Daylight Saving Time will end here in Illinois at 2 a.m. on November 6th. While some people rejoice in spending another hour in bed that night, for others, it can begin a problematic transition to darker days and longer nights. The time shift can disrupt a senior's circadian rhythm, which is the body's natural clock that regulates functions like sleeping and digestion. The time change also means some seniors may get less natural sunlight, which could impact their mood.
If Daylight Saving Time significantly impacts a loved one's mental and physical health, they aren't alone. A scientific review found that time changes such as Daylight Saving Time can result in disrupted sleep schedules, negative moods, more auto accidents, and even increased risk of heart attacks.
How to Prepare for the Time Change
If loved ones have been impacted in the past, now is the time to start preparing for this year's time change in Chicago, Des Plaines, Lake Forest, and surrounding areas. Here are some suggestions that seniors can implement to help with the adjustment.
Get Outside As Much As Possible
Many people in Des Plaines and other Chicago-area suburbs struggle with their mental health in the winter months, partly due to a lack of sunlight. Seniors can help combat these winter blues by getting outside as much as possible during daylight hours. Try running errands in the morning or meeting friends for a walk before the sun goes down. Being outside as much as possible can give the brain the dose of sunlight it needs to stave off a low mood. Consider buying a sun lamp for someone unable to get out often enough. Sitting in front of these lamps for 30 minutes daily can help alleviate seasonal depression.
Keep the Current Sleep Schedule
While it's tempting to sleep in for an hour on Sunday after the time change, this could throw the circadian rhythm off even more and lead to digestive issues, sleep problems, and feelings of anxiety. Instead, get up at the usual time (an hour earlier on the clock). Doing this will keep the regular sleep schedule intact and help the body maintain its normal rhythm in a 24-hour period. It may be easier to switch to a new schedule in a couple of days or consider sticking to an earlier bedtime through the winter months.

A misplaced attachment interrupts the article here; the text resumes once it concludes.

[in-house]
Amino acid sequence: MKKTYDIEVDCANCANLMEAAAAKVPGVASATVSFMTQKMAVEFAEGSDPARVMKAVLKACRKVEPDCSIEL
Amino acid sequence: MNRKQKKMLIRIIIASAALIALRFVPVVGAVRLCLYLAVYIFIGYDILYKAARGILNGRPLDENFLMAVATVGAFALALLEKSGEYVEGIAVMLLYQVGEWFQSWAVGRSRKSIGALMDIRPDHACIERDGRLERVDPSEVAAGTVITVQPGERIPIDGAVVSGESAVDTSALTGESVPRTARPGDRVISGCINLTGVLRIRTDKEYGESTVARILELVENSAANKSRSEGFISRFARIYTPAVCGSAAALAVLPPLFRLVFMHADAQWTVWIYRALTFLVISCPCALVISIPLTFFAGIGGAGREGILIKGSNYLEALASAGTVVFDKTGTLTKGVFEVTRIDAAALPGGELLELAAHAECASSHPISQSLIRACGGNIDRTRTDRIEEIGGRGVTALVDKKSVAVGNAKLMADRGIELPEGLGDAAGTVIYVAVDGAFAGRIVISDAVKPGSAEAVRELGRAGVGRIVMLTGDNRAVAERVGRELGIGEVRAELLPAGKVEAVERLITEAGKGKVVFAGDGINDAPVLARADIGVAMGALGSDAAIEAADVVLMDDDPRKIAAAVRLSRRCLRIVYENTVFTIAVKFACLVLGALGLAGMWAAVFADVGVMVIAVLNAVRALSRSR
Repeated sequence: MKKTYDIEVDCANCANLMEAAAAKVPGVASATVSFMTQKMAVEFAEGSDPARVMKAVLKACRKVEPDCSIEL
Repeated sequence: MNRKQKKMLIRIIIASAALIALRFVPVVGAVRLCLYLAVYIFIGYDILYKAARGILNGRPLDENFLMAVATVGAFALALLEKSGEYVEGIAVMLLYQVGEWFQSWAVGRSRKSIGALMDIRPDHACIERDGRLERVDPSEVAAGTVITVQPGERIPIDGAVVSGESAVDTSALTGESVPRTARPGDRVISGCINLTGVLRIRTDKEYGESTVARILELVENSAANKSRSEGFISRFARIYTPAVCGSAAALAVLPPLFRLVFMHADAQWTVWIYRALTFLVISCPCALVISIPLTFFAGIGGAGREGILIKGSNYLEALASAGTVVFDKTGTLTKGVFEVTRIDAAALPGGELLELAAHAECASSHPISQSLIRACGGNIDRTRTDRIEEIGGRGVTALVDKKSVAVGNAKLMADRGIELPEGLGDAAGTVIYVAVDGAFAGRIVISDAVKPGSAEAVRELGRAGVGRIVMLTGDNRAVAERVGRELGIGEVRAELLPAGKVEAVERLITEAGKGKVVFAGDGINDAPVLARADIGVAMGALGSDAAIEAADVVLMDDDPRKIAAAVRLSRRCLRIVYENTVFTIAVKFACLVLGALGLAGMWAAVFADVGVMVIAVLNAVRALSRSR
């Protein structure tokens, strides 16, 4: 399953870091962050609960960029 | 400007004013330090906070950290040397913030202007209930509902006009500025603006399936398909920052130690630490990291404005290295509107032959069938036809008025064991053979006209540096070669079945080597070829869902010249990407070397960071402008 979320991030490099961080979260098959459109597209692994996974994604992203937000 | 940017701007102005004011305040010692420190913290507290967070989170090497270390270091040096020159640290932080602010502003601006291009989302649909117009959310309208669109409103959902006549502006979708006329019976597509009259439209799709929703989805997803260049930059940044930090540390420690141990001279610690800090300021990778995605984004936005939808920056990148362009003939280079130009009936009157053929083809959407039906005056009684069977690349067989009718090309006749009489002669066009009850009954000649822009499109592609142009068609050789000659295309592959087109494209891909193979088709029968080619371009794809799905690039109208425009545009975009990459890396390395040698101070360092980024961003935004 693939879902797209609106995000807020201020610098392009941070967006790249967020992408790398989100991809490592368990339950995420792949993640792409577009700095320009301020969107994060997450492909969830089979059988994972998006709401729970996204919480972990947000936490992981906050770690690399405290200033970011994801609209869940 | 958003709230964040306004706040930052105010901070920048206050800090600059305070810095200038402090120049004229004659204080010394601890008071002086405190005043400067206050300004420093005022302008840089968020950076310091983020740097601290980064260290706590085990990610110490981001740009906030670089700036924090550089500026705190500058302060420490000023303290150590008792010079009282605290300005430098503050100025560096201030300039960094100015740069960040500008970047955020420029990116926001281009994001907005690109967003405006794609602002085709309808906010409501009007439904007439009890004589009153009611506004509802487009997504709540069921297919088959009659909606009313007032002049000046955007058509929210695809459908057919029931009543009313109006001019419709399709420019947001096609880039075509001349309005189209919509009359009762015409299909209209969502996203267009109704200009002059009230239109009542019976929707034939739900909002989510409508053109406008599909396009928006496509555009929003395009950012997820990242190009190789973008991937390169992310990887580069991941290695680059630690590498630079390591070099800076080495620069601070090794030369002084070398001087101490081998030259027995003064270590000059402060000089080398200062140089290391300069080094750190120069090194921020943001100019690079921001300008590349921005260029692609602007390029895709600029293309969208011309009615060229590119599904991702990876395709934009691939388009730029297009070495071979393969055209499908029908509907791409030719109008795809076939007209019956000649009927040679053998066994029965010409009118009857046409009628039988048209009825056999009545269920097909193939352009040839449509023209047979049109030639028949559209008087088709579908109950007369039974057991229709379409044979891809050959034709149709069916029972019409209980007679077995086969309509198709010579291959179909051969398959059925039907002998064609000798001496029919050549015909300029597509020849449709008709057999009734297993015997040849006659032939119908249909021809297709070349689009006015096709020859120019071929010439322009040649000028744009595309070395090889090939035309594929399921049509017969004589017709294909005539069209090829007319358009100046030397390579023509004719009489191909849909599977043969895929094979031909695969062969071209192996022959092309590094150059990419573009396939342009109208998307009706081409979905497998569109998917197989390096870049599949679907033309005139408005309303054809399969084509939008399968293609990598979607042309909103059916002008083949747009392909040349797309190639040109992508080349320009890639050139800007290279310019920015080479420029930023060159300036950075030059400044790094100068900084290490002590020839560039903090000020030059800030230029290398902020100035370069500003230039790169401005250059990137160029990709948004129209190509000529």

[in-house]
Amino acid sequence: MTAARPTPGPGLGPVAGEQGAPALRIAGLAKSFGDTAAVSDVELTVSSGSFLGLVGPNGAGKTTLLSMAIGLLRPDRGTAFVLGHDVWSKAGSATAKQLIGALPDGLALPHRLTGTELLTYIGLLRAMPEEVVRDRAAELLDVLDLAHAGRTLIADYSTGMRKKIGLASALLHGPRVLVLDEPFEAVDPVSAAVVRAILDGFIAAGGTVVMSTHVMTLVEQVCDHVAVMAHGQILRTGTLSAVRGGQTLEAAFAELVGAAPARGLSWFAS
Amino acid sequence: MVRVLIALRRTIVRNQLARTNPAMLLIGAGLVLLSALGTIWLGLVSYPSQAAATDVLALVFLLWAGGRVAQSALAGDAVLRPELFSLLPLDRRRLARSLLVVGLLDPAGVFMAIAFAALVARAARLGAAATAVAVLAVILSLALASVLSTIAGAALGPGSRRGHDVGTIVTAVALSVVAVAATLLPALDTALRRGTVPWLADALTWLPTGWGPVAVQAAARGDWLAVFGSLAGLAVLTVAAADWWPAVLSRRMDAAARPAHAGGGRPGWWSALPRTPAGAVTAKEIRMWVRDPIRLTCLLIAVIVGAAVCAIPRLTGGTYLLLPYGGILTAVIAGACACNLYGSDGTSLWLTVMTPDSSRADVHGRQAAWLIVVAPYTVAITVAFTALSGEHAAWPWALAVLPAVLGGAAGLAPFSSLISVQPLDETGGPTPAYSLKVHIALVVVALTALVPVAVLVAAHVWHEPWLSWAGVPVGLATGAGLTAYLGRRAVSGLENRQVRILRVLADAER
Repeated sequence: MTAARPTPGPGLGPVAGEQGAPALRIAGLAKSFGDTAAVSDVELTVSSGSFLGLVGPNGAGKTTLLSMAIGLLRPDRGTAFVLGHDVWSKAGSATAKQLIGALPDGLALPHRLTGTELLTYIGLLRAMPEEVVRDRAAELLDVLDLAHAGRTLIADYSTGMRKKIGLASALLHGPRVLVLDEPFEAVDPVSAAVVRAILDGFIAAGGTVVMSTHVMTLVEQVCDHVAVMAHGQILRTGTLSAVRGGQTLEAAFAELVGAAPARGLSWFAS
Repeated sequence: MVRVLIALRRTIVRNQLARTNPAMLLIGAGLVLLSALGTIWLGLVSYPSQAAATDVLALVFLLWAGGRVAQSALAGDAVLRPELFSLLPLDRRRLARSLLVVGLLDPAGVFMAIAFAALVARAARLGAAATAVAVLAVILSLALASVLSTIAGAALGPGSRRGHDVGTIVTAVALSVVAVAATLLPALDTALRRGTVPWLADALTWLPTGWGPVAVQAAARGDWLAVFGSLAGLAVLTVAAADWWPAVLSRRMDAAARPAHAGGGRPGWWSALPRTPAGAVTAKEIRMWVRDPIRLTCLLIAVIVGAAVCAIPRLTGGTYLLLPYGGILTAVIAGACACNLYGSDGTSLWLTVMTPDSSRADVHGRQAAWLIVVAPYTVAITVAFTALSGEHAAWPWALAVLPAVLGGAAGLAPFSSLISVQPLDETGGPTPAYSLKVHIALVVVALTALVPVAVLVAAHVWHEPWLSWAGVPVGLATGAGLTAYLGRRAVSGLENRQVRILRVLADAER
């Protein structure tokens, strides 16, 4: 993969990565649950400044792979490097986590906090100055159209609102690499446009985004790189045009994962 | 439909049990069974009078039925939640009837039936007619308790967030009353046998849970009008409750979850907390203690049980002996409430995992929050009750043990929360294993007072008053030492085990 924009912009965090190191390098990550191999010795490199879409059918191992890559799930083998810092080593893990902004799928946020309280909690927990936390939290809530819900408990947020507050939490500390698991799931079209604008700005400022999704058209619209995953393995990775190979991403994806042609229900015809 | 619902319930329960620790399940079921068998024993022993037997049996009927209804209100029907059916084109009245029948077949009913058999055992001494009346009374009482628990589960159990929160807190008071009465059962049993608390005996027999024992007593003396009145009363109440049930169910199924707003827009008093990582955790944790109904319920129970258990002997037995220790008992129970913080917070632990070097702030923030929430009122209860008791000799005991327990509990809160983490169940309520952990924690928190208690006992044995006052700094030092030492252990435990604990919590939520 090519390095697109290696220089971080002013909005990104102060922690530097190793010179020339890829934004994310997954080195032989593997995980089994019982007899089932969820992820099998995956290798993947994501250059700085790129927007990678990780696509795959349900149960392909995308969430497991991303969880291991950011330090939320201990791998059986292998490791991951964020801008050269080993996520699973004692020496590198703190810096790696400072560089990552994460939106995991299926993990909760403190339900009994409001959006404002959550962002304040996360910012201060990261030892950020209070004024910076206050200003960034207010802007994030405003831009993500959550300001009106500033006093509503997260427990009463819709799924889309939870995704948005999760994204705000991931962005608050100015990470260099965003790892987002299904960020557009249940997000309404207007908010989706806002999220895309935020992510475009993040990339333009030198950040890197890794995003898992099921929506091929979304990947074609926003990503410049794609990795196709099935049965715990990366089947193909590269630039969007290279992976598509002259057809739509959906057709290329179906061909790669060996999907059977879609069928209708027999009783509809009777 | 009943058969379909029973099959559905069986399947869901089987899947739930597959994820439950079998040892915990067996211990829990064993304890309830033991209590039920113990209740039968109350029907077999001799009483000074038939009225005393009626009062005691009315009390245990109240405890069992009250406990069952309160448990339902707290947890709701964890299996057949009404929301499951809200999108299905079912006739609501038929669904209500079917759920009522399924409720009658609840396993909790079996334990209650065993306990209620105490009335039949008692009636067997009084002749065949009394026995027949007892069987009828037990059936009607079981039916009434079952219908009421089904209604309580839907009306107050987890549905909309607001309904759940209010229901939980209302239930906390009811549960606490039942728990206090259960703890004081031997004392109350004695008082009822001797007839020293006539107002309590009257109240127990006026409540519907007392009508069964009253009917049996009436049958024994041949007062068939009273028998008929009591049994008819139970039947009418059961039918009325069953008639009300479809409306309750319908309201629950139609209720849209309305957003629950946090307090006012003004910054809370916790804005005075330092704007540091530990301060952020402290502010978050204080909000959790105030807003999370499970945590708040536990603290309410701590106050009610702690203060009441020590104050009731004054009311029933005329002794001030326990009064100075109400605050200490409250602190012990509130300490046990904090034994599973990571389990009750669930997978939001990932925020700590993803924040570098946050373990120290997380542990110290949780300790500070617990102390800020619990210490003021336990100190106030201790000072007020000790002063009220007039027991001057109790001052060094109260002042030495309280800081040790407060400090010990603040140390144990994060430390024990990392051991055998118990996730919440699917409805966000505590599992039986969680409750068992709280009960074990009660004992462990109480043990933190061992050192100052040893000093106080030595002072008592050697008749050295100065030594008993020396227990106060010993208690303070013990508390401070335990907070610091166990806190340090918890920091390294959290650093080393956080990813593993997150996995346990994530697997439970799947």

Plan a Day of Rest on Sunday and Monday
Seniors should listen to their bodies if they've historically dragged for a few days after the time change. Being patient with the body can take the stress out of the time change and allow a slower natural adjustment. Keep the schedule free for a day or two after the time change to make it easier to comfortably adjust to the difference. It may help to use this time to put out fall decorations or enjoy a favorite fall treat at a Lake Forest cafe to welcome the new season.
Need Help Preparing for the End of Daylight Saving Time and Other Seasonal Changes?
Senior Helpers of Greater Chicagoland is here for you. Our in-home care services can help ease the transition to the winter months with companion care that includes caring conversations, help with hobbies, running errands, and helping a loved one spend time in the sunshine. A helping hand can make those long winter nights much more enjoyable in Chicago, Lake Forest, Des Plaines, and surrounding areas. Looking for a caring companion this winter? Contact us for a free in-home consultation.